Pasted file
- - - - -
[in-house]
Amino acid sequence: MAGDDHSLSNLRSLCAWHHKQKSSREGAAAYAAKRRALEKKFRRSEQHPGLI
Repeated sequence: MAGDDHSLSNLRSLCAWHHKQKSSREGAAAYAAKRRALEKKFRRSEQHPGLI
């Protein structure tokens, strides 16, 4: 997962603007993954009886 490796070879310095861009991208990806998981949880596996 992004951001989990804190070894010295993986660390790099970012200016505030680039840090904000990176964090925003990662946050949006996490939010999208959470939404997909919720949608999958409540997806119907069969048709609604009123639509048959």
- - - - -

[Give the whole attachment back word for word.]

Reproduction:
[in-house]
Amino acid sequence: MAGDDHSLSNLRSLCAWHHKQKSSREGAAAYAAKRRALEKKFRRSEQHPGLI
Repeated sequence: MAGDDHSLSNLRSLCAWHHKQKSSREGAAAYAAKRRALEKKFRRSEQHPGLI
């Protein structure tokens, strides 16, 4: 997962603007993954009886 490796070879310095861009991208990806998981949880596996 992004951001989990804190070894010295993986660390790099970012200016505030680039840090904000990176964090925003990662946050949006996490939010999208959470939404997909919720949608999958409540997806119907069969048709609604009123639509048959």